College Hans Arp visits the Tomi Ungerer Museum on September 15, 2015

On September 15, the fourth of six classes of Hans Arp College visited the Tomi Ungerer Museum, one after another on September 15 2015. Martine Debaene, cultural mediator, welcomed them. When introduced, he presented three important works to demonstrate the strong commitment of Tomi Ungerer with respect to social issues: political posters and two bonding … drawing he made ​​for us and our program, museums, words. Then the students went in search of the children’s books where the artist also make work.

Une des 6 classes de 4e du Collège Hans Arp lors de leur visite au Musée Tomi Ungerer le 15 septembre, 2015

One of the six classes of the College Hans Arp during their visit to the Museum of Tomi Ungerer on September 15, 2015

Groupe d'élèves devant les dessins pour FLIX

A group looking at the original designs


3 Tomi Ungerer works presented during the introduction:

UNGERER_77979172449_Poster Art_Eat_mb

Tomi Ungerer, Eat, 1967

Reproduction offset, 68×53 cm

2015 © Tomi Ungerer/Musées de Strasbourg, Crédit photo Musées de Strasbourg


Freedom strength

Eat (“Eat”) is part of a series of posters against the Vietnam War, commissioned by the American University of Columbia, in 1967. Judged too violent, these posters are denied. Ungerer, pacifist, publishes in September with his own money. “Eat” is one of the best known, it represents an Asian swallowing force the Statue of Liberty, symbol of America. Here the symbol of freedom changes nature to become an instrument of torture and it is in this sense of movement as Tomi Ungerer is extremely critical and lucid. The instrumentalization by political ideals in a game of power is denounced here.

This poster is also a desire to return to the hegemony of the United States in a conflict between the blocks of the east and west in a territory that is not theirs. The third world war is avoided but conflicts persist distance between the pro-communist and pro-American. Tomi will Kubrick poster Dr Strangelove proposals where the finger is placed on the red button on the atomic bomb.

The color palette is reduced to intensify the dramatic side: white for America, yellow for Asia, red lettering blood for the war and black for the dark side of any conflict.


Tomi Ungerer, Black Power, White Power, 1967 Affiche, reproduction offset, 490 x 710 mm 2015 © Tomi Ungerer/Musées de Strasbourg, Crédit photo Musées de Strasbourg

Tomi Ungerer, Black Power/White Power, 1967
Poster, reproduction offset, 490 x 710 mm

2015 © Tomi Ungerer/Musées de Strasbourg, Crédit photo Musées de Strasbourg


Power white or black … Is that the right question?

Poster Black Power / White Power has become one of the most famous images of political and satirical cartoonist. Originally designed for the cover of New York magazine Monocle, it was then published as d000’affiche form.
On the very hot topic in the sixties of racial segregationist, Ungerer boldly raises the question of the responsibility of each side representing a black man and a white man placed upside down like a playing card and which company devour. The use of brown contrasted with the white and black and the simplified graphics accentuate the dramatization of the scene.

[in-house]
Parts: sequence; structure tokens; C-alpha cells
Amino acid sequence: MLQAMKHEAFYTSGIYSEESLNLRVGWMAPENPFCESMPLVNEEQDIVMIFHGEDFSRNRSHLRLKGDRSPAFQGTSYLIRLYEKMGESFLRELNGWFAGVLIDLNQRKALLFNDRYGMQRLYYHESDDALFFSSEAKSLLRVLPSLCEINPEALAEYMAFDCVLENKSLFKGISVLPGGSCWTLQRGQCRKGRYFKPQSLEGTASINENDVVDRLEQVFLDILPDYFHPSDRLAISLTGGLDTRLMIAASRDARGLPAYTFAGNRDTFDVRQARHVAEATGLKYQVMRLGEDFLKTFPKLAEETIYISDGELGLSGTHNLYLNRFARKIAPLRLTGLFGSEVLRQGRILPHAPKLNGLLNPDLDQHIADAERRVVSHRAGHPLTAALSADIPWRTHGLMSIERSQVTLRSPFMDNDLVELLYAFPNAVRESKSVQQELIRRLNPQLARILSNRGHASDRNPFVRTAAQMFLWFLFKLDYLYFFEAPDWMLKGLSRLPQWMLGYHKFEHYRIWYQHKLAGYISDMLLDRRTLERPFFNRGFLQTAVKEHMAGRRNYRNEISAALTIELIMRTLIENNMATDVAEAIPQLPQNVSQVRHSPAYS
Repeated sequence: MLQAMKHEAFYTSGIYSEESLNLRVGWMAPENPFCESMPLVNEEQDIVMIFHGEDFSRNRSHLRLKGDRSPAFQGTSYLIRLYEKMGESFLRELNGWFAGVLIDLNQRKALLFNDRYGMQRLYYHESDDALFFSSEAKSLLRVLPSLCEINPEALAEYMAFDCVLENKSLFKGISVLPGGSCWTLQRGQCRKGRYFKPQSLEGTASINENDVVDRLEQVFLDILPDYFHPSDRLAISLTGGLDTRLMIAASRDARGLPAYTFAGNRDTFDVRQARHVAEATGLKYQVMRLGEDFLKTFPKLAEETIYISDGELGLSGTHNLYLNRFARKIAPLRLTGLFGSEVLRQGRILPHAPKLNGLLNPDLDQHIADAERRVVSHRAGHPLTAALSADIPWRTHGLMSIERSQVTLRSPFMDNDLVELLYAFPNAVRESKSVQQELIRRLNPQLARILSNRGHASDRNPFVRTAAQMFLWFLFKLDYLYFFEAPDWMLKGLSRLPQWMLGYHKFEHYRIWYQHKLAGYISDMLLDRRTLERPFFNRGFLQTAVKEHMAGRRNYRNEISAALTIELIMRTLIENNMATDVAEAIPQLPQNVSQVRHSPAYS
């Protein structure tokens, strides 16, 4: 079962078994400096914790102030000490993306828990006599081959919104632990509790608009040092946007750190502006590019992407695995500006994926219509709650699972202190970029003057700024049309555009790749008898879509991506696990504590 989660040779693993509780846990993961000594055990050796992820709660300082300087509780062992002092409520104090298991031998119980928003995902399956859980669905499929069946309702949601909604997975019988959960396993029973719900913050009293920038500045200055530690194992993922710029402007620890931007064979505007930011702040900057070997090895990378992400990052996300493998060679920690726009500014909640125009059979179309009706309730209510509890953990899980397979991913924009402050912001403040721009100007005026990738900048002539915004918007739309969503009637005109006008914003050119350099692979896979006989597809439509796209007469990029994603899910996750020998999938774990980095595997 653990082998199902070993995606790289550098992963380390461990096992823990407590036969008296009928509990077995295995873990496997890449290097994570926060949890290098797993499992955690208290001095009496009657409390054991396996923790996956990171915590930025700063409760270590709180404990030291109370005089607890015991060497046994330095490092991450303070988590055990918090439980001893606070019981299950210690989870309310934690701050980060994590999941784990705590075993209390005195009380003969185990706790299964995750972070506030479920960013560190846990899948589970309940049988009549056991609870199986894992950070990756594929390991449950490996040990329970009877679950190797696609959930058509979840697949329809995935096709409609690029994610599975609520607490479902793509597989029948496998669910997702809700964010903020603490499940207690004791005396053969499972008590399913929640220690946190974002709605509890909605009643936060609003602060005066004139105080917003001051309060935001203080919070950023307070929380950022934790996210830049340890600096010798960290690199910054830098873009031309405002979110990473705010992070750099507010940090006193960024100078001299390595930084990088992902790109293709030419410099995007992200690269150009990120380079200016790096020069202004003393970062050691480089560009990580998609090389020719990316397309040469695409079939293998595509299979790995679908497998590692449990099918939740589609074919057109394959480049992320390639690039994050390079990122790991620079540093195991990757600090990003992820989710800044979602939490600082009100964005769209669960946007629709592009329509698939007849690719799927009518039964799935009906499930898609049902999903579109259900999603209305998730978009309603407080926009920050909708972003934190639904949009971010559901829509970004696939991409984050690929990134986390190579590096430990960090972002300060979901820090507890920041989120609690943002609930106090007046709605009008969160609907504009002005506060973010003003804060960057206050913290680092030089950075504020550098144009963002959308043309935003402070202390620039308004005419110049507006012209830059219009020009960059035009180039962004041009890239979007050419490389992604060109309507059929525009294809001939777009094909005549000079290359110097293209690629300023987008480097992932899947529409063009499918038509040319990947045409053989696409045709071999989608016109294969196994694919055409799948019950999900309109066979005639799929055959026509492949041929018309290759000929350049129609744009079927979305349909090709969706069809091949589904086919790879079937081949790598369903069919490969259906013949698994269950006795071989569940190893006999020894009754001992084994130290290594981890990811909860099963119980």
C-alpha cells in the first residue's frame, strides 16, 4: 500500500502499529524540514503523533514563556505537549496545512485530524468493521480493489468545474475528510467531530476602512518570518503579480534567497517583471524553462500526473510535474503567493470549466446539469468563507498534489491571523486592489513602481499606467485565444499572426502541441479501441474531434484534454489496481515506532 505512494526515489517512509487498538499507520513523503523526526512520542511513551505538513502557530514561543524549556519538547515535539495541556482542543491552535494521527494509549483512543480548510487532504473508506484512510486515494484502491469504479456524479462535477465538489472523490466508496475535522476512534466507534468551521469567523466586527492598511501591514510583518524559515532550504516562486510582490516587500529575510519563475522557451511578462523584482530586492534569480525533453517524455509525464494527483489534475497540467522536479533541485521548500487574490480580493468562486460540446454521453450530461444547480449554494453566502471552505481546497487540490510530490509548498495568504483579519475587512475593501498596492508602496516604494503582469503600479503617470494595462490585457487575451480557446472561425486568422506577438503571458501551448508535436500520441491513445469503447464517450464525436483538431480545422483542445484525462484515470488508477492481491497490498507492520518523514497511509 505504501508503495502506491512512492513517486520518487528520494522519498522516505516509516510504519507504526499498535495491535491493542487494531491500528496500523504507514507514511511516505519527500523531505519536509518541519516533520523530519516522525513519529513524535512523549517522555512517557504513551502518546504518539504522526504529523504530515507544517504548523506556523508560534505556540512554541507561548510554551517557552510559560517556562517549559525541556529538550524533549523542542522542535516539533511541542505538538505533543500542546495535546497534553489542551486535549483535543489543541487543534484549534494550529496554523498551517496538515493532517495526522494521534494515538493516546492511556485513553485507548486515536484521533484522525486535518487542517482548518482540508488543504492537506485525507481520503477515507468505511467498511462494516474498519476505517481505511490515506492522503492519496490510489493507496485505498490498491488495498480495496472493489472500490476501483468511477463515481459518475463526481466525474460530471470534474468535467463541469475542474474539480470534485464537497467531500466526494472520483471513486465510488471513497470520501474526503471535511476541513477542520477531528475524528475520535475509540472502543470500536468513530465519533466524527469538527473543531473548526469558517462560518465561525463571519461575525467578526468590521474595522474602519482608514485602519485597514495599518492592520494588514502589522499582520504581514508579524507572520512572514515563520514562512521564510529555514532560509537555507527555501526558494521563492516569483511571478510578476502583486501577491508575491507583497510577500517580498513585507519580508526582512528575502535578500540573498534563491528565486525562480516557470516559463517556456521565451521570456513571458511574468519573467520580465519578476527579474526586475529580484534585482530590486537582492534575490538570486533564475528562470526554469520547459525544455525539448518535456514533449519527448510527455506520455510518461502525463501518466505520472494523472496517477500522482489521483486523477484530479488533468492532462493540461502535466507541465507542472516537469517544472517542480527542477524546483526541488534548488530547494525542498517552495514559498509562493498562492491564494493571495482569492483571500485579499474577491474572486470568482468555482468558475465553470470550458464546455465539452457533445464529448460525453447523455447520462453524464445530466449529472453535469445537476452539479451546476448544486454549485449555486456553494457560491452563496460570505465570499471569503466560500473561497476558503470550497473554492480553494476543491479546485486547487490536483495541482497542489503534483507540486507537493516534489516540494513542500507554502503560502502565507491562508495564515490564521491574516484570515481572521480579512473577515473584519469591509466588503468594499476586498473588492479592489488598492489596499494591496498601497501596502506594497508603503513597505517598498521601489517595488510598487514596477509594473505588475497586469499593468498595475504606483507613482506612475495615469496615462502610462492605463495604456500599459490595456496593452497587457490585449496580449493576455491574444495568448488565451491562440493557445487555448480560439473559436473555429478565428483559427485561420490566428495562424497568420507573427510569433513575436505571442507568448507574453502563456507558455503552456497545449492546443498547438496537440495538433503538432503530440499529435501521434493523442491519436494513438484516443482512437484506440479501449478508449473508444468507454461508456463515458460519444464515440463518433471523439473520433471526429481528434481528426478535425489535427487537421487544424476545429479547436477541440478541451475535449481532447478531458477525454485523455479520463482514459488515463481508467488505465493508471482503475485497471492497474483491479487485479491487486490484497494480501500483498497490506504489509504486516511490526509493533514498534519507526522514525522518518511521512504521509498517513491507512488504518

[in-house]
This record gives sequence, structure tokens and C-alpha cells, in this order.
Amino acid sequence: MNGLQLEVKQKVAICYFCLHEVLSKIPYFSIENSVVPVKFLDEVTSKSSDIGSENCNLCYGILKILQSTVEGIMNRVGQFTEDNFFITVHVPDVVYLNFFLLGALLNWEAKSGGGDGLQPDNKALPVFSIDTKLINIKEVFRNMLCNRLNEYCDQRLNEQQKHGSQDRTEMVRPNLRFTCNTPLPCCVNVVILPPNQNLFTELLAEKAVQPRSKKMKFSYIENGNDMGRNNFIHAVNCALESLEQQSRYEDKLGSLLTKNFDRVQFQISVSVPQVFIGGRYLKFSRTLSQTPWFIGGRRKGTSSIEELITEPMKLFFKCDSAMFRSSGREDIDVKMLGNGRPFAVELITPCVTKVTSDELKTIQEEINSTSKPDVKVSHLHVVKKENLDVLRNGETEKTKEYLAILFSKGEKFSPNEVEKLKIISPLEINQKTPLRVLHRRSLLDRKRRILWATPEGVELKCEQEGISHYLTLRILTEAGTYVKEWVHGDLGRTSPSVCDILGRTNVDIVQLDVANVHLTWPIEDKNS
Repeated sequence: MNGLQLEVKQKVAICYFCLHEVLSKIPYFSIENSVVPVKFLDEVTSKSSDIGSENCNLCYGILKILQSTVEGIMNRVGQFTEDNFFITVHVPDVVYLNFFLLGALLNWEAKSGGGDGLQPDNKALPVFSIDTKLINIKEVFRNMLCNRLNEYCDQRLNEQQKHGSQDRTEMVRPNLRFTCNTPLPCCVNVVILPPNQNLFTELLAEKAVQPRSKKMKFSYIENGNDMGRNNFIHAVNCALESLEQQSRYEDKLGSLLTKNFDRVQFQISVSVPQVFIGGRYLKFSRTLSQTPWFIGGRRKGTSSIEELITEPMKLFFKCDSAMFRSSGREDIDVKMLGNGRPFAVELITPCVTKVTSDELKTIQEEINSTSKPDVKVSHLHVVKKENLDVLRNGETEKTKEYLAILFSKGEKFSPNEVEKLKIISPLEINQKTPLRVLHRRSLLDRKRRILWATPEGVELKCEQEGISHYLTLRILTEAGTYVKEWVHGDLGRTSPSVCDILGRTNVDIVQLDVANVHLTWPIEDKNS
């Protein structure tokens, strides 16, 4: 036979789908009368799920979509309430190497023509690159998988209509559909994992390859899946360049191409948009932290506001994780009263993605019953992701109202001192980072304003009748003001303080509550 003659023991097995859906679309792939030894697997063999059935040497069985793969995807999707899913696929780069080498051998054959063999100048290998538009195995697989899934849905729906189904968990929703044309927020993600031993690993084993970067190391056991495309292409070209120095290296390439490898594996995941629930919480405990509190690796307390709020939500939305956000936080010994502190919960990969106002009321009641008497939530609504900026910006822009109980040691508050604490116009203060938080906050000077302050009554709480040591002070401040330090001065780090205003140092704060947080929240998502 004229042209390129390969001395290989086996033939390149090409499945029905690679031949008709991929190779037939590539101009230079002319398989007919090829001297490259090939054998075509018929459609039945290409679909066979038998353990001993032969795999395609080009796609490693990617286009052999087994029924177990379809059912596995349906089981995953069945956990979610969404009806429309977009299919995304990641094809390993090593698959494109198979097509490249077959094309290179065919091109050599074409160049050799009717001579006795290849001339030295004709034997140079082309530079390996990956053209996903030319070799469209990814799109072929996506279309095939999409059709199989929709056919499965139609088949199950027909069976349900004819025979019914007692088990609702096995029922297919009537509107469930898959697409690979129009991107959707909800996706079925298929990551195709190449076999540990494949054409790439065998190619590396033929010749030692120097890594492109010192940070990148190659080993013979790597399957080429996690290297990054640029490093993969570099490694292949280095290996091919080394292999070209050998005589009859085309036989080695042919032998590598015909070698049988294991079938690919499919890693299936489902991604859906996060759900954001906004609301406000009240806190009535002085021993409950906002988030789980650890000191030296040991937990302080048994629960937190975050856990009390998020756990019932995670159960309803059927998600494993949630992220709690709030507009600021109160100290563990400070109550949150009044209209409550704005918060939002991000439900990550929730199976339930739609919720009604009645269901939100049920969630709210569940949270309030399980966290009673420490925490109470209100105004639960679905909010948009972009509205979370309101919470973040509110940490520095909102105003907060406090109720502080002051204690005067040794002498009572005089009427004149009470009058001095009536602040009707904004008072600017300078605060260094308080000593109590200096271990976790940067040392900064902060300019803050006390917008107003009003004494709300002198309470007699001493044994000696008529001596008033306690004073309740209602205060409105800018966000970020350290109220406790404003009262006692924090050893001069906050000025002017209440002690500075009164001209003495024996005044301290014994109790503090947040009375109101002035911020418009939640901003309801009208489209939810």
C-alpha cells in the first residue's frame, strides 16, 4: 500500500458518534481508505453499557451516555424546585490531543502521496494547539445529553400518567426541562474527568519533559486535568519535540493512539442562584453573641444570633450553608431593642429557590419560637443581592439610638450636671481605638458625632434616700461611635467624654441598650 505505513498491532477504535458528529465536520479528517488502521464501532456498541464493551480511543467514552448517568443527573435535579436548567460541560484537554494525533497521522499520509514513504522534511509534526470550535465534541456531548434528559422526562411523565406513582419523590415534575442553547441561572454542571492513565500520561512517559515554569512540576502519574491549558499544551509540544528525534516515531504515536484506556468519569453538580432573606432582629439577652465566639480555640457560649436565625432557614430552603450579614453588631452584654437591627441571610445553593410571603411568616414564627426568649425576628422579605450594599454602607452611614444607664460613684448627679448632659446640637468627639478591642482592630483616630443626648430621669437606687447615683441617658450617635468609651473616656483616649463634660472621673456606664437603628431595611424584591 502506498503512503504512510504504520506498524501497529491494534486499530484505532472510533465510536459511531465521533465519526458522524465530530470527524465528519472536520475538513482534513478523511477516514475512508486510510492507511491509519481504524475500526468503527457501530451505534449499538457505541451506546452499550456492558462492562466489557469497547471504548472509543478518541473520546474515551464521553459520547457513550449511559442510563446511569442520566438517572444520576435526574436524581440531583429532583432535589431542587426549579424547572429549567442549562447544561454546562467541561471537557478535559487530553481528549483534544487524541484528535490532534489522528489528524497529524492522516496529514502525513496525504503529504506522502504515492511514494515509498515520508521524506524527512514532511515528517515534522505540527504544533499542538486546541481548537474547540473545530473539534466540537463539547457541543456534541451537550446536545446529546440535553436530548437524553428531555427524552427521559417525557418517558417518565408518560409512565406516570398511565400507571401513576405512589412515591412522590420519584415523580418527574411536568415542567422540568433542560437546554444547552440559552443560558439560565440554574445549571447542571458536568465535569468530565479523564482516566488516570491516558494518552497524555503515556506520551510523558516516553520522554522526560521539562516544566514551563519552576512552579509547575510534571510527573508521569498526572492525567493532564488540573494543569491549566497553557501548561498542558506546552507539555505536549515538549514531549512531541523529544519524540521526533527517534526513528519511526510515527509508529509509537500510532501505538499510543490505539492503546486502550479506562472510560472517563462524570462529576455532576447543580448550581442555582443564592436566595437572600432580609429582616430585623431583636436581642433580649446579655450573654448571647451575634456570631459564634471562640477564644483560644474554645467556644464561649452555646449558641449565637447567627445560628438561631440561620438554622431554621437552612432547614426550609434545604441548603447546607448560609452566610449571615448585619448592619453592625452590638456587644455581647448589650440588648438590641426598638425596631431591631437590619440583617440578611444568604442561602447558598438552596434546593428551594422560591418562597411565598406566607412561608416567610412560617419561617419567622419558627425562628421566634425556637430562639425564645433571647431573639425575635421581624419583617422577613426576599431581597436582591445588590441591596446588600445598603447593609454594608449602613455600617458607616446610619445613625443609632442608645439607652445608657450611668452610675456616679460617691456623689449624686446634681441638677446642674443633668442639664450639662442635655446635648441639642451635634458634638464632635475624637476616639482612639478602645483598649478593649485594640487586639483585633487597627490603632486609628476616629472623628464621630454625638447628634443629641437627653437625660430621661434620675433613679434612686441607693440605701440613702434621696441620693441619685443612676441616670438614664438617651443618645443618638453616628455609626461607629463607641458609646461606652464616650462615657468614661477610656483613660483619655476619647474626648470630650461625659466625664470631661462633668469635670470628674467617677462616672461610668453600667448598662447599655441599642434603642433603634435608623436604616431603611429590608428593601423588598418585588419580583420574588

In this image all racist stereotypes are present: the black has large white teeth, a nice butt nice round, very long legs and thin (poverty, race) a bump on the shoulder as if centuries of slavery the had vaulted; white long nose, a bounced belly, little hair. Brown background and refers to those who have been called chocolate or cocoa, from the blending and kind of silent and formless mass in the background.

Black Power slogan refers to the Black Panthers, the peace movement at the origin but which becomes an extremist movement calling for armed struggle. The White Power slogan is that of the Klu Klux Klan, a racist and fascist movement deeply rooted in the southern United States, for which the life of a Black is worthless.

In 1967, all the pacifist struggles for equality were fought and won in terms of laws but renewed violence leads people to oppose. A swastika arm appears represented in the leg of the characters as a reference in contemporary history that the hatred of the other can cause. Without dialogue, everyone thinks only devour the other.



Tomi Ungerer, Untitled, 2014

Crayon and color ink wash and collage on paper, 42 x 29 cm.

2015 © Tomi Ungerer/Musées de Strasbourg, Crédit photo Musées de Strasbourg

Exploding with anger.

According to the artist, the girl depicted in the drawing-collage he made for “Evils, museums words / curating a Culture of Respect” is shouting very loudly. She is so angry that she broke.

His message?

Violence leads nowhere. Neither the victims, nor for the oppressors.

Other messages? May be that of isolation, that of the person who is in a situation of harassment or subjected to violence. The idea of ​​the broken mirror can thus represent a broken identity.

It is interesting to note that “our” drawing it uses the same plastic means that the two posters. They consist of a limited number of figures drawn in a very simplified way with a limited number of colors also here with the black and white there is only a red stain, concentrated on the mouth of the girl, at the center of ‘image. But for this drawing, Tomi uses the collage technique: the young girl drawn on white paper is literally cut. She is stuck exploded against a black background which gives even more force to his drawing.